Parliamentary Replies

Review of Government Electronic Business Policy to Encourage Growth of Nascent SMEs

Parliamentary Question by Mr Zainal Sapari:

To ask the Deputy Prime Minister and Minister for Finance (a) whether the Government Electronic Business (GeBIZ) policy can be reviewed so that nascent small and medium-sized enterprises can qualify as Expenditure and Policies Procurement Unit Suppliers, or Building and Construction Authority Suppliers, and thus have more opportunities for growth; and (b) whether alternative modes of assessing a company's financial strength can be adopted in place of the current practice where historical financial statements are used.

Parliamentary Reply by Deputy Prime Minister for Finance, Mr Heng Swee Keat:

Government agencies typically conduct procurement via Tenders or Quotations. Tenders are called for higher value procurement, while Quotations are for procurement below a certain monetary threshold.

Companies wishing to participate in government procurement by Tender may be required to qualify as Expenditure and Policies Procurement Unit Suppliers or Building and Construction Authority Suppliers with registration under the Government Registration Authority (GRA).  GRA qualification is not necessary for Quotation level procurement.  

Over 80% of all government procurement opportunities are at Quotation-level and hence do not require GRA.  This makes it easier for nascent Small and Medium Enterprises (SMEs) to participate in government procurement.  Suppliers need only have a GeBIZ Trading Partner account to bid for Quotations and there are no financial pre-requisites to be a GeBIZ Trading Partner. The first user account is also free. 

Earlier this year, we increased the upper limit of Quotations from $70,000 to $90,000, thus making even more procurement opportunities accessible to SMEs without GRA.  This benefits the 12,000 existing suppliers who only participate in government quotations, as well as other new suppliers.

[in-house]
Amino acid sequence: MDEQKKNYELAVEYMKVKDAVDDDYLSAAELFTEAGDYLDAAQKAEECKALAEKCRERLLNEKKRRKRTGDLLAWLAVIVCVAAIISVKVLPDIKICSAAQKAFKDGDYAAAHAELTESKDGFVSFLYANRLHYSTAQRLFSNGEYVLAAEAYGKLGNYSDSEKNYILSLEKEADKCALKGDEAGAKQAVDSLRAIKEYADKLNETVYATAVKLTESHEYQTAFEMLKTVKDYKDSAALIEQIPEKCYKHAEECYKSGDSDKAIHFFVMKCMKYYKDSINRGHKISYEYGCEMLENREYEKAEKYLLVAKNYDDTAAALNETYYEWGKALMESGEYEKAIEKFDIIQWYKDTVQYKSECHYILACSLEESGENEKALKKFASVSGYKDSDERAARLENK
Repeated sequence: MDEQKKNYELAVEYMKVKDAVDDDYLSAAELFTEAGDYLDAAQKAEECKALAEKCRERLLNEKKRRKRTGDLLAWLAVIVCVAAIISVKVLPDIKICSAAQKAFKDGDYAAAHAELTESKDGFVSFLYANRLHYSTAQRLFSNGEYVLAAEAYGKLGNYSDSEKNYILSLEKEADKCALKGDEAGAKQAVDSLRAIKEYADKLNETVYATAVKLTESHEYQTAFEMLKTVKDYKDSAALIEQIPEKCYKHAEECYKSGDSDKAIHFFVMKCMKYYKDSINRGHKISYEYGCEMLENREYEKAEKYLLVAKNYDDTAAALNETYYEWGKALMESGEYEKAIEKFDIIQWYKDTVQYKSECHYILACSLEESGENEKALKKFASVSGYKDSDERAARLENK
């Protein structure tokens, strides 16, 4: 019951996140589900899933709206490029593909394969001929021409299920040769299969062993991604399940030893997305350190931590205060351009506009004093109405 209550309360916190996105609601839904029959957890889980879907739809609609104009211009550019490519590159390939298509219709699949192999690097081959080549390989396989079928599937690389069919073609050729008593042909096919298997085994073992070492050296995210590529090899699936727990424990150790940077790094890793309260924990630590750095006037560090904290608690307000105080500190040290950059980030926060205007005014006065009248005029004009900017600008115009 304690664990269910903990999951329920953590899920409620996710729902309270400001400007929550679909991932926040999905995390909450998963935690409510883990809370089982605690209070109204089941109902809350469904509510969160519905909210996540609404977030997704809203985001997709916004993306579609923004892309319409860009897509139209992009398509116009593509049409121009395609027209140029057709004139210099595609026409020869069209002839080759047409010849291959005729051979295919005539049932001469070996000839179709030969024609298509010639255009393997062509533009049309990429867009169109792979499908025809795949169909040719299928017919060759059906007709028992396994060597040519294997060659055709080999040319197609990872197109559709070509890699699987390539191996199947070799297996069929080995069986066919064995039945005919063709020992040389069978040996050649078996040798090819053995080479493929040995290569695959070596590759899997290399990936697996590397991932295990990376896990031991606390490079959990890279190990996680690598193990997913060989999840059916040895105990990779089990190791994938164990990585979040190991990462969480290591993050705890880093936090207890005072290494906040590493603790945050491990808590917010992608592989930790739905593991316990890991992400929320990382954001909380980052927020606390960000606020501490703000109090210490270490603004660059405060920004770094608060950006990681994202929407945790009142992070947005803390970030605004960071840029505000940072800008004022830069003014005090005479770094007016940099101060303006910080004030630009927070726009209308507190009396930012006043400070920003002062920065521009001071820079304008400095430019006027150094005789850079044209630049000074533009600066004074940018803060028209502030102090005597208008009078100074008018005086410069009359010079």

GRA is only required for some higher value procurement above $90,000 where Tenders are called, subject to the specific needs of the agency calling the Tender.  Its primary objective is to provide assurance that a supplier has the capacity to deliver the goods or services that are paid for with public funds. 

There are different levels of GRA depending on the value of the Tender.  If a supplier wishes to participate in a higher value procurement, he may be expected to have a higher financial capacity to qualify for a higher level GRA. 

To make GRA more accessible to SMEs, last year, we removed the requirement for companies with less than $5 million turnover to submit audited accounts when applying for non-construction related GRA. We now accept unaudited financial statements if the company’s Director certifies that their financial statements are accurate and true. About 3,900 GRA registered suppliers, or approximately 80%, have benefited from this.

Finally, the supplier’s financial standing is just part of the whole suite of factors taken into consideration during evaluation. Other factors such as the quality of the proposal in meeting the objective and requirements of the procurement, including innovative elements, capability of the supplier and price are all considered. In fact, over 80% of procurement contracts in the past 2 years were awarded to SMEs.

We will continue to review our policies and practices to ensure government procurement remains accessible to SMEs.